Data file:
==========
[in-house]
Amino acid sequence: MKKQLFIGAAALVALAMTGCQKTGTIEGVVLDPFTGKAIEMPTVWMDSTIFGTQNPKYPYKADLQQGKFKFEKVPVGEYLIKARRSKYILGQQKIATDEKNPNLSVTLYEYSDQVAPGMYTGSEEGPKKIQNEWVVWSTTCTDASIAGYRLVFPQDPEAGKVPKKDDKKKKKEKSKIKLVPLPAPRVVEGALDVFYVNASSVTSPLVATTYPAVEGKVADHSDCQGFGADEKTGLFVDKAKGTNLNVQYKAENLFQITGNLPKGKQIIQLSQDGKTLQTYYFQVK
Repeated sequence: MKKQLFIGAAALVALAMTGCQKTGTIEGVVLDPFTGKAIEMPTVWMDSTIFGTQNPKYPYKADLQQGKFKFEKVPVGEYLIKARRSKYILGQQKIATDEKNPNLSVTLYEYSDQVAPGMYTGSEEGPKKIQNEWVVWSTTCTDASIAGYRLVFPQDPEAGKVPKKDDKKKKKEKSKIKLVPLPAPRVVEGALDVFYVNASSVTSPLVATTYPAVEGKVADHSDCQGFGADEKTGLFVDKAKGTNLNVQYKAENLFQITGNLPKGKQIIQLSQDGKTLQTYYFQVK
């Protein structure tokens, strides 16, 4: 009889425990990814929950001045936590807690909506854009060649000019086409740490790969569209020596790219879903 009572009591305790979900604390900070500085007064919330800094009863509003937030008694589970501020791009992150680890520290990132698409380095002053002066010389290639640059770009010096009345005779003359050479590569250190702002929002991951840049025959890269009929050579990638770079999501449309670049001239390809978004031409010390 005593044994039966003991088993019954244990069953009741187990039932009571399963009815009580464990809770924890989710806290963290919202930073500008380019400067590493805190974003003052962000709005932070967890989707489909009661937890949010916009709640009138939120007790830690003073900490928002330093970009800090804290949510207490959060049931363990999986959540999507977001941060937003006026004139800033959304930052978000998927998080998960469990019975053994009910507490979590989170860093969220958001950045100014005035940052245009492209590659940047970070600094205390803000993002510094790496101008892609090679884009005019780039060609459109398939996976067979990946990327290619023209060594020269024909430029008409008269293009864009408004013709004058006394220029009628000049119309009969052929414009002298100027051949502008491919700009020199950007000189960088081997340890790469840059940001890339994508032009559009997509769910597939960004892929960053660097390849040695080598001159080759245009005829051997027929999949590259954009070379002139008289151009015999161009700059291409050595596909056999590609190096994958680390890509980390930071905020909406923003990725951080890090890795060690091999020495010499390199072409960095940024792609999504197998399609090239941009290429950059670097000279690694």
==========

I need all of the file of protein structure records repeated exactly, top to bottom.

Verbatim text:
[in-house]
Amino acid sequence: MKKQLFIGAAALVALAMTGCQKTGTIEGVVLDPFTGKAIEMPTVWMDSTIFGTQNPKYPYKADLQQGKFKFEKVPVGEYLIKARRSKYILGQQKIATDEKNPNLSVTLYEYSDQVAPGMYTGSEEGPKKIQNEWVVWSTTCTDASIAGYRLVFPQDPEAGKVPKKDDKKKKKEKSKIKLVPLPAPRVVEGALDVFYVNASSVTSPLVATTYPAVEGKVADHSDCQGFGADEKTGLFVDKAKGTNLNVQYKAENLFQITGNLPKGKQIIQLSQDGKTLQTYYFQVK
Repeated sequence: MKKQLFIGAAALVALAMTGCQKTGTIEGVVLDPFTGKAIEMPTVWMDSTIFGTQNPKYPYKADLQQGKFKFEKVPVGEYLIKARRSKYILGQQKIATDEKNPNLSVTLYEYSDQVAPGMYTGSEEGPKKIQNEWVVWSTTCTDASIAGYRLVFPQDPEAGKVPKKDDKKKKKEKSKIKLVPLPAPRVVEGALDVFYVNASSVTSPLVATTYPAVEGKVADHSDCQGFGADEKTGLFVDKAKGTNLNVQYKAENLFQITGNLPKGKQIIQLSQDGKTLQTYYFQVK
């Protein structure tokens, strides 16, 4: 009889425990990814929950001045936590807690909506854009060649000019086409740490790969569209020596790219879903 009572009591305790979900604390900070500085007064919330800094009863509003937030008694589970501020791009992150680890520290990132698409380095002053002066010389290639640059770009010096009345005779003359050479590569250190702002929002991951840049025959890269009929050579990638770079999501449309670049001239390809978004031409010390 005593044994039966003991088993019954244990069953009741187990039932009571399963009815009580464990809770924890989710806290963290919202930073500008380019400067590493805190974003003052962000709005932070967890989707489909009661937890949010916009709640009138939120007790830690003073900490928002330093970009800090804290949510207490959060049931363990999986959540999507977001941060937003006026004139800033959304930052978000998927998080998960469990019975053994009910507490979590989170860093969220958001950045100014005035940052245009492209590659940047970070600094205390803000993002510094790496101008892609090679884009005019780039060609459109398939996976067979990946990327290619023209060594020269024909430029008409008269293009864009408004013709004058006394220029009628000049119309009969052929414009002298100027051949502008491919700009020199950007000189960088081997340890790469840059940001890339994508032009559009997509769910597939960004892929960053660097390849040695080598001159080759245009005829051997027929999949590259954009070379002139008289151009015999161009700059291409050595596909056999590609190096994958680390890509980390930071905020909406923003990725951080890090890795060690091999020495010499390199072409960095940024792609999504197998399609090239941009290429950059670097000279690694």